Legal Work Knows No Boundaries
Welcome, lawyers, to the age of globalization.
Just as they've shifted manufacturing services and customer-service representatives offshore, organizations are now sending legal work to cheaper locales in the name of frugality.
"Cost savings is driving this trend," says Cassandra Burke Robertson, JD, of Case Western Reserve University's School of Law. "With the global recession, companies have less money to spend on legal services, so they're looking for ways to save."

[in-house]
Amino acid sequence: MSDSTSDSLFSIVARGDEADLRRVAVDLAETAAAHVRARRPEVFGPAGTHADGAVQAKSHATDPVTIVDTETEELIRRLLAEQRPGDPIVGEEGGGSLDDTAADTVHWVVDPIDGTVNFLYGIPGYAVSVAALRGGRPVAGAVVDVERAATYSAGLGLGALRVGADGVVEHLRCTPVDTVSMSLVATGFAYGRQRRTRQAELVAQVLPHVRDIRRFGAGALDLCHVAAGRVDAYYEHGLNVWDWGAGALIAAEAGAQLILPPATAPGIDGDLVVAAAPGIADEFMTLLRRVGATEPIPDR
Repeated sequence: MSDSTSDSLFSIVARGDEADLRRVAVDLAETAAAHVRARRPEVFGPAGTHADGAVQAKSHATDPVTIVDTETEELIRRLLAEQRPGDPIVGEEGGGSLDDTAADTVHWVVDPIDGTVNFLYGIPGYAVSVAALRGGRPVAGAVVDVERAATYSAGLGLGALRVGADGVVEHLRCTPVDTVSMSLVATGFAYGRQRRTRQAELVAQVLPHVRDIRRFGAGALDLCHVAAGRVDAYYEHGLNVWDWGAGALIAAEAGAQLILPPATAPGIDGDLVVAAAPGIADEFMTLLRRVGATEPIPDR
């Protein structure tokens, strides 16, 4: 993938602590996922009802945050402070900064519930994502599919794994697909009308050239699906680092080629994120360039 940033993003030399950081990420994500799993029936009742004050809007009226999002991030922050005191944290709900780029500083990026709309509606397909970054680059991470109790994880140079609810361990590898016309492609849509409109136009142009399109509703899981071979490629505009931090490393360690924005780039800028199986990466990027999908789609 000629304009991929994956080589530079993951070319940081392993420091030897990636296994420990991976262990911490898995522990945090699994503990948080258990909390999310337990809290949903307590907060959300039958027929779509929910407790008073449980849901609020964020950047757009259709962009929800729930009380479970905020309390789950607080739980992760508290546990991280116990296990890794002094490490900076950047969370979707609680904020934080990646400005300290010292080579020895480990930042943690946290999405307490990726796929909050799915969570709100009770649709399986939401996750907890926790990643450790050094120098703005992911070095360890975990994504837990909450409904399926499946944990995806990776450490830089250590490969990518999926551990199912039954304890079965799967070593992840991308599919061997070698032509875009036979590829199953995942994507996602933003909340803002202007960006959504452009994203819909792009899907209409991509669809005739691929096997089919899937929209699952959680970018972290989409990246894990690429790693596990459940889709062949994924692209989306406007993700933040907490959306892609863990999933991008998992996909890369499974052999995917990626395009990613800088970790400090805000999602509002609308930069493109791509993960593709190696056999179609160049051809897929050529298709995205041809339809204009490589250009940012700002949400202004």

She says the majority of work sent abroad is in the form of low-level legal tasks like transcriptions and form completions, but, increasingly, U.S. firms are relying on international talent for more complex work, like legal research and brief- and contract-drafting.
Robertson's research, recently published in the Arizona State Law Journal, shows how the trend is reshaping the practice of law in the West by lowering its cost. Lower cost means companies and individuals alike can engage in litigation they wouldn't have been able to afford—and wouldn't have pursued—10 years ago.